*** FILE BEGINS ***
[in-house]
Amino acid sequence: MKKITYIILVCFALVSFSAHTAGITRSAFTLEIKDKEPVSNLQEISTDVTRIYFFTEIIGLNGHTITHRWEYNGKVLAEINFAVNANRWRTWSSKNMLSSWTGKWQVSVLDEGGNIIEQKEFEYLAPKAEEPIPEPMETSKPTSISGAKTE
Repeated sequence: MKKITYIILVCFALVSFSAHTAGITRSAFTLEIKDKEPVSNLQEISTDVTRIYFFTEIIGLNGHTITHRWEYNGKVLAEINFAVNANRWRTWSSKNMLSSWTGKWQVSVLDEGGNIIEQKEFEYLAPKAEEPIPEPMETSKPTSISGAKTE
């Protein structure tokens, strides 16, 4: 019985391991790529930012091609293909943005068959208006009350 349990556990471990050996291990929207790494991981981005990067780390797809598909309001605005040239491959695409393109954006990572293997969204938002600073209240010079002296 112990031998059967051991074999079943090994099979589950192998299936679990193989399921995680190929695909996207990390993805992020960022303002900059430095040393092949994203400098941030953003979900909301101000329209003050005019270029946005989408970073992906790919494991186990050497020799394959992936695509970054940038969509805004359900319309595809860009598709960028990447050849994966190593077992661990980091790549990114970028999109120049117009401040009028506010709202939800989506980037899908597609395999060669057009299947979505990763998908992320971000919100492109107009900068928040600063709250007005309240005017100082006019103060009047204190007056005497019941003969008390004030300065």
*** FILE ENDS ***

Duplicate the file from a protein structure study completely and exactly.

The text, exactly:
[in-house]
Amino acid sequence: MKKITYIILVCFALVSFSAHTAGITRSAFTLEIKDKEPVSNLQEISTDVTRIYFFTEIIGLNGHTITHRWEYNGKVLAEINFAVNANRWRTWSSKNMLSSWTGKWQVSVLDEGGNIIEQKEFEYLAPKAEEPIPEPMETSKPTSISGAKTE
Repeated sequence: MKKITYIILVCFALVSFSAHTAGITRSAFTLEIKDKEPVSNLQEISTDVTRIYFFTEIIGLNGHTITHRWEYNGKVLAEINFAVNANRWRTWSSKNMLSSWTGKWQVSVLDEGGNIIEQKEFEYLAPKAEEPIPEPMETSKPTSISGAKTE
């Protein structure tokens, strides 16, 4: 019985391991790529930012091609293909943005068959208006009350 349990556990471990050996291990929207790494991981981005990067780390797809598909309001605005040239491959695409393109954006990572293997969204938002600073209240010079002296 112990031998059967051991074999079943090994099979589950192998299936679990193989399921995680190929695909996207990390993805992020960022303002900059430095040393092949994203400098941030953003979900909301101000329209003050005019270029946005989408970073992906790919494991186990050497020799394959992936695509970054940038969509805004359900319309595809860009598709960028990447050849994966190593077992661990980091790549990114970028999109120049117009401040009028506010709202939800989506980037899908597609395999060669057009299947979505990763998908992320971000919100492109107009900068928040600063709250007005309240005017100082006019103060009047204190007056005497019941003969008390004030300065």